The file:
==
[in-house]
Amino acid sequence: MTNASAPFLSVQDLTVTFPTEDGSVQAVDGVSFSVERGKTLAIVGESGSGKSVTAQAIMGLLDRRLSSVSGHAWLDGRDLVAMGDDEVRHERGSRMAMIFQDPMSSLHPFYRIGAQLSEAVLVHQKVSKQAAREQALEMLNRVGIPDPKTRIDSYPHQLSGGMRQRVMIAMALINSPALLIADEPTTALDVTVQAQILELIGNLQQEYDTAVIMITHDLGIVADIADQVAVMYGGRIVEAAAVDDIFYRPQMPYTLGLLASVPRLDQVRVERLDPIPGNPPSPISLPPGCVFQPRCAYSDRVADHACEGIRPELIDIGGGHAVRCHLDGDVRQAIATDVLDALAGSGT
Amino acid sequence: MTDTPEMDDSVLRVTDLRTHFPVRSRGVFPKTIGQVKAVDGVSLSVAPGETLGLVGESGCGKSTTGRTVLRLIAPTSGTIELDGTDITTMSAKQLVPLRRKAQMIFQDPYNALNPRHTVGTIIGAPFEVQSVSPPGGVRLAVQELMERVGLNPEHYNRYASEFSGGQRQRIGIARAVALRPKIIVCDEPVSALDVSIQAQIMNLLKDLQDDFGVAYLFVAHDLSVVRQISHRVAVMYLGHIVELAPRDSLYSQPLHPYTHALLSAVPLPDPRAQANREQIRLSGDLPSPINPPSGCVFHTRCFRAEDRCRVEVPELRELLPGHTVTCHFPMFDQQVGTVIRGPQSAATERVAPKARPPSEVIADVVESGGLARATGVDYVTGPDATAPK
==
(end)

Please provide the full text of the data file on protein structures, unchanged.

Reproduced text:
[in-house]
Amino acid sequence: MTNASAPFLSVQDLTVTFPTEDGSVQAVDGVSFSVERGKTLAIVGESGSGKSVTAQAIMGLLDRRLSSVSGHAWLDGRDLVAMGDDEVRHERGSRMAMIFQDPMSSLHPFYRIGAQLSEAVLVHQKVSKQAAREQALEMLNRVGIPDPKTRIDSYPHQLSGGMRQRVMIAMALINSPALLIADEPTTALDVTVQAQILELIGNLQQEYDTAVIMITHDLGIVADIADQVAVMYGGRIVEAAAVDDIFYRPQMPYTLGLLASVPRLDQVRVERLDPIPGNPPSPISLPPGCVFQPRCAYSDRVADHACEGIRPELIDIGGGHAVRCHLDGDVRQAIATDVLDALAGSGT
Amino acid sequence: MTDTPEMDDSVLRVTDLRTHFPVRSRGVFPKTIGQVKAVDGVSLSVAPGETLGLVGESGCGKSTTGRTVLRLIAPTSGTIELDGTDITTMSAKQLVPLRRKAQMIFQDPYNALNPRHTVGTIIGAPFEVQSVSPPGGVRLAVQELMERVGLNPEHYNRYASEFSGGQRQRIGIARAVALRPKIIVCDEPVSALDVSIQAQIMNLLKDLQDDFGVAYLFVAHDLSVVRQISHRVAVMYLGHIVELAPRDSLYSQPLHPYTHALLSAVPLPDPRAQANREQIRLSGDLPSPINPPSGCVFHTRCFRAEDRCRVEVPELRELLPGHTVTCHFPMFDQQVGTVIRGPQSAATERVAPKARPPSEVIADVVESGGLARATGVDYVTGPDATAPK